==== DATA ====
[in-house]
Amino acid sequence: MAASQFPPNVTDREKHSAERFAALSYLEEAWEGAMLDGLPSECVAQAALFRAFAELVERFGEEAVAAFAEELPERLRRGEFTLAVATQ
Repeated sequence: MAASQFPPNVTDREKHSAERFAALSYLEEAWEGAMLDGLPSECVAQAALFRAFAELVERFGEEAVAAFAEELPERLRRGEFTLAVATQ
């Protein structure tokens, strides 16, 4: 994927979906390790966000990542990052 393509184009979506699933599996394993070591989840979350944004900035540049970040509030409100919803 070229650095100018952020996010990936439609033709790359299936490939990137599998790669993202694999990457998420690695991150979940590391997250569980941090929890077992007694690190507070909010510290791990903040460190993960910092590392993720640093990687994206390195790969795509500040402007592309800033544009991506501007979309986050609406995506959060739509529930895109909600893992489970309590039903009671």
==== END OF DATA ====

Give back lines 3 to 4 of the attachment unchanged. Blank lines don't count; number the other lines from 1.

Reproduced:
Repeated sequence: MAASQFPPNVTDREKHSAERFAALSYLEEAWEGAMLDGLPSECVAQAALFRAFAELVERFGEEAVAAFAEELPERLRRGEFTLAVATQ
């Protein structure tokens, strides 16, 4: 994927979906390790966000990542990052 393509184009979506699933599996394993070591989840979350944004900035540049970040509030409100919803 070229650095100018952020996010990936439609033709790359299936490939990137599998790669993202694999990457998420690695991150979940590391997250569980941090929890077992007694690190507070909010510290791990903040460190993960910092590392993720640093990687994206390195790969795509500040402007592309800033544009991506501007979309986050609406995506959060739509529930895109909600893992489970309590039903009671």